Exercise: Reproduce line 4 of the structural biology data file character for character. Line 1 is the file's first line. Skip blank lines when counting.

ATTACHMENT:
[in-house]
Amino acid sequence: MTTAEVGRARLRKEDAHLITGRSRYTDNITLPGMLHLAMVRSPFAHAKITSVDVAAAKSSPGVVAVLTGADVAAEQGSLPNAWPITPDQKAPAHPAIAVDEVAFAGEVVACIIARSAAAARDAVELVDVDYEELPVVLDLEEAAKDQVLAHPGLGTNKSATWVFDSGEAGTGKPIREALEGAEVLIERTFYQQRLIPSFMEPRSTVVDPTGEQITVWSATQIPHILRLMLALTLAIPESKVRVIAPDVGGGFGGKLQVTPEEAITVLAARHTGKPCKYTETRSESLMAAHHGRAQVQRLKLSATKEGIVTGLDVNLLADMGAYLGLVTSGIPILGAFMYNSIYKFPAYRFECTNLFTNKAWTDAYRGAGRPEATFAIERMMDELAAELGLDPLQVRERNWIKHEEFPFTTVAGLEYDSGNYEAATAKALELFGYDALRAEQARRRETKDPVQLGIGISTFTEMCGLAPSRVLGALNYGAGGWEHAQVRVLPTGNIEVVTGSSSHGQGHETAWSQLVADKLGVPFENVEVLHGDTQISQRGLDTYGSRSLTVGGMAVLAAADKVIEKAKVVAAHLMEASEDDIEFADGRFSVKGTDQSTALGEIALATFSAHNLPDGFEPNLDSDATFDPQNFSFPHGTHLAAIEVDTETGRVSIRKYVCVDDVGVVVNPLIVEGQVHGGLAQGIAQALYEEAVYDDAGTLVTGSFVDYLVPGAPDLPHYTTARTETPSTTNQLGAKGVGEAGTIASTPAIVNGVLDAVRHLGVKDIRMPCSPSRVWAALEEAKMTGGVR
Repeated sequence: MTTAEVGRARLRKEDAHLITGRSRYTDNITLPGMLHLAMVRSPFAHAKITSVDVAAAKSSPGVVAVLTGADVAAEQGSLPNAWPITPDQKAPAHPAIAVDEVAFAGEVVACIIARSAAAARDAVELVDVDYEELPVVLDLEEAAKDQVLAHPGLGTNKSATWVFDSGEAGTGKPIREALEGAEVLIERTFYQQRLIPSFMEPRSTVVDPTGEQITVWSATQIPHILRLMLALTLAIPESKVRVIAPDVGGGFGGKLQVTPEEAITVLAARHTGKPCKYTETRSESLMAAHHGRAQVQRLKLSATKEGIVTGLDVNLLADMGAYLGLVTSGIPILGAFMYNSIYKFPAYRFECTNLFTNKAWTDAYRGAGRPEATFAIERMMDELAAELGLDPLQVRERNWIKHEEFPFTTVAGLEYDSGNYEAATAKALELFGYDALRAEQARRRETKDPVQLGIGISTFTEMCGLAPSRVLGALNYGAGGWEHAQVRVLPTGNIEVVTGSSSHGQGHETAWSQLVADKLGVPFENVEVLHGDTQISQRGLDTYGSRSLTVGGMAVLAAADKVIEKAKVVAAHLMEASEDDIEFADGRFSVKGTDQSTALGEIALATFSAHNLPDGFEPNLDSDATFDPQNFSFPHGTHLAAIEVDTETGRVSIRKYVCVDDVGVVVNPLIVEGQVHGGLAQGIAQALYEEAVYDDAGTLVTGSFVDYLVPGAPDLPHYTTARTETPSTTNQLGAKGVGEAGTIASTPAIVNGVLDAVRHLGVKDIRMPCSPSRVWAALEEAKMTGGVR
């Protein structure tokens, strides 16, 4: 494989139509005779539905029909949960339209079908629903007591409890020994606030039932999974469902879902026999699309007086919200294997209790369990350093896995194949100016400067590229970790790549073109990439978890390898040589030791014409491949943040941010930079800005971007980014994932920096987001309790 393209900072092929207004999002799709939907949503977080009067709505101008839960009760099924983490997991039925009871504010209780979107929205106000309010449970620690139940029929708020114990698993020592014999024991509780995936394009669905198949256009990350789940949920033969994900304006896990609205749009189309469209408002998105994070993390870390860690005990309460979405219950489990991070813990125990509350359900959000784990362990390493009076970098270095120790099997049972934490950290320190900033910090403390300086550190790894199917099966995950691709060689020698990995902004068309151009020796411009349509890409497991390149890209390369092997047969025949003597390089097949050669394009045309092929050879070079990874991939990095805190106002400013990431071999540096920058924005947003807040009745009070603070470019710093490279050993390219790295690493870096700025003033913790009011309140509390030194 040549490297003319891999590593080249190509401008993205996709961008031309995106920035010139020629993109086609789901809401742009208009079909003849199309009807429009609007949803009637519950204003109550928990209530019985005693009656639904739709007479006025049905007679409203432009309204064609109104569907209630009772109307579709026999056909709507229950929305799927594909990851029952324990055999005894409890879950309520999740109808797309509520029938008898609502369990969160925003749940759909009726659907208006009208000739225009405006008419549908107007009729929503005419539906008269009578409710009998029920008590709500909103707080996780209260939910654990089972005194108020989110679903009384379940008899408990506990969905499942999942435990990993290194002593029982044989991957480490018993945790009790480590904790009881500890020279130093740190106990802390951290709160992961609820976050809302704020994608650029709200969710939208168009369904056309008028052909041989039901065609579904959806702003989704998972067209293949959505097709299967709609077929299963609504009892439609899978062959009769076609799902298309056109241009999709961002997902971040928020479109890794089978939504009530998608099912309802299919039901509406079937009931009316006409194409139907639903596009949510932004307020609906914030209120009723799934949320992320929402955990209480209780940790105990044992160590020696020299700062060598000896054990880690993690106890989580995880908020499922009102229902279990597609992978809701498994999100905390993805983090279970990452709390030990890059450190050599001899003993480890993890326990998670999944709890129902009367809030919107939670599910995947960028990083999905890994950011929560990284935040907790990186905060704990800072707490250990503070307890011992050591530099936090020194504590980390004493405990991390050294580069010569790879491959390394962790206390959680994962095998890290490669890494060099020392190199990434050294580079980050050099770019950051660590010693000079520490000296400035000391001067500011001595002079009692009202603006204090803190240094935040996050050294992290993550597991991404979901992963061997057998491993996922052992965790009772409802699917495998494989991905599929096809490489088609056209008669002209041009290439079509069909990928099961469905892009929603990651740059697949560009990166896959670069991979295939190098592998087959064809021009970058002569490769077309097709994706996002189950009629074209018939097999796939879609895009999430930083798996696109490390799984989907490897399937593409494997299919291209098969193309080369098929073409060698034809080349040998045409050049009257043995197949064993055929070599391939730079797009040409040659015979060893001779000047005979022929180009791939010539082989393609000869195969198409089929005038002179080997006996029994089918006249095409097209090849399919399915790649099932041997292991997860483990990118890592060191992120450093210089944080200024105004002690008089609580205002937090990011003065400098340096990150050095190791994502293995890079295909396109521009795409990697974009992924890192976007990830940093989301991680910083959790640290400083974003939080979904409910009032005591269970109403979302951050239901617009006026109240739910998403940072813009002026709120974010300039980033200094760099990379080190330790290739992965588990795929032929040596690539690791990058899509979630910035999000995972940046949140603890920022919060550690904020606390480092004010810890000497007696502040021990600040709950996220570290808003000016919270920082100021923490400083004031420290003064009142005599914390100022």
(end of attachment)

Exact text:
């Protein structure tokens, strides 16, 4: 494989139509005779539905029909949960339209079908629903007591409890020994606030039932999974469902879902026999699309007086919200294997209790369990350093896995194949100016400067590229970790790549073109990439978890390898040589030791014409491949943040941010930079800005971007980014994932920096987001309790 393209900072092929207004999002799709939907949503977080009067709505101008839960009760099924983490997991039925009871504010209780979107929205106000309010449970620690139940029929708020114990698993020592014999024991509780995936394009669905198949256009990350789940949920033969994900304006896990609205749009189309469209408002998105994070993390870390860690005990309460979405219950489990991070813990125990509350359900959000784990362990390493009076970098270095120790099997049972934490950290320190900033910090403390300086550190790894199917099966995950691709060689020698990995902004068309151009020796411009349509890409497991390149890209390369092997047969025949003597390089097949050669394009045309092929050879070079990874991939990095805190106002400013990431071999540096920058924005947003807040009745009070603070470019710093490279050993390219790295690493870096700025003033913790009011309140509390030194 040549490297003319891999590593080249190509401008993205996709961008031309995106920035010139020629993109086609789901809401742009208009079909003849199309009807429009609007949803009637519950204003109550928990209530019985005693009656639904739709007479006025049905007679409203432009309204064609109104569907209630009772109307579709026999056909709507229950929305799927594909990851029952324990055999005894409890879950309520999740109808797309509520029938008898609502369990969160925003749940759909009726659907208006009208000739225009405006008419549908107007009729929503005419539906008269009578409710009998029920008590709500909103707080996780209260939910654990089972005194108020989110679903009384379940008899408990506990969905499942999942435990990993290194002593029982044989991957480490018993945790009790480590904790009881500890020279130093740190106990802390951290709160992961609820976050809302704020994608650029709200969710939208168009369904056309008028052909041989039901065609579904959806702003989704998972067209293949959505097709299967709609077929299963609504009892439609899978062959009769076609799902298309056109241009999709961002997902971040928020479109890794089978939504009530998608099912309802299919039901509406079937009931009316006409194409139907639903596009949510932004307020609906914030209120009723799934949320992320929402955990209480209780940790105990044992160590020696020299700062060598000896054990880690993690106890989580995880908020499922009102229902279990597609992978809701498994999100905390993805983090279970990452709390030990890059450190050599001899003993480890993890326990998670999944709890129902009367809030919107939670599910995947960028990083999905890994950011929560990284935040907790990186905060704990800072707490250990503070307890011992050591530099936090020194504590980390004493405990991390050294580069010569790879491959390394962790206390959680994962095998890290490669890494060099020392190199990434050294580079980050050099770019950051660590010693000079520490000296400035000391001067500011001595002079009692009202603006204090803190240094935040996050050294992290993550597991991404979901992963061997057998491993996922052992965790009772409802699917495998494989991905599929096809490489088609056209008669002209041009290439079509069909990928099961469905892009929603990651740059697949560009990166896959670069991979295939190098592998087959064809021009970058002569490769077309097709994706996002189950009629074209018939097999796939879609895009999430930083798996696109490390799984989907490897399937593409494997299919291209098969193309080369098929073409060698034809080349040998045409050049009257043995197949064993055929070599391939730079797009040409040659015979060893001779000047005979022929180009791939010539082989393609000869195969198409089929005038002179080997006996029994089918006249095409097209090849399919399915790649099932041997292991997860483990990118890592060191992120450093210089944080200024105004002690008089609580205002937090990011003065400098340096990150050095190791994502293995890079295909396109521009795409990697974009992924890192976007990830940093989301991680910083959790640290400083974003939080979904409910009032005591269970109403979302951050239901617009006026109240739910998403940072813009002026709120974010300039980033200094760099990379080190330790290739992965588990795929032929040596690539690791990058899509979630910035999000995972940046949140603890920022919060550690904020606390480092004010810890000497007696502040021990600040709950996220570290808003000016919270920082100021923490400083004031420290003064009142005599914390100022």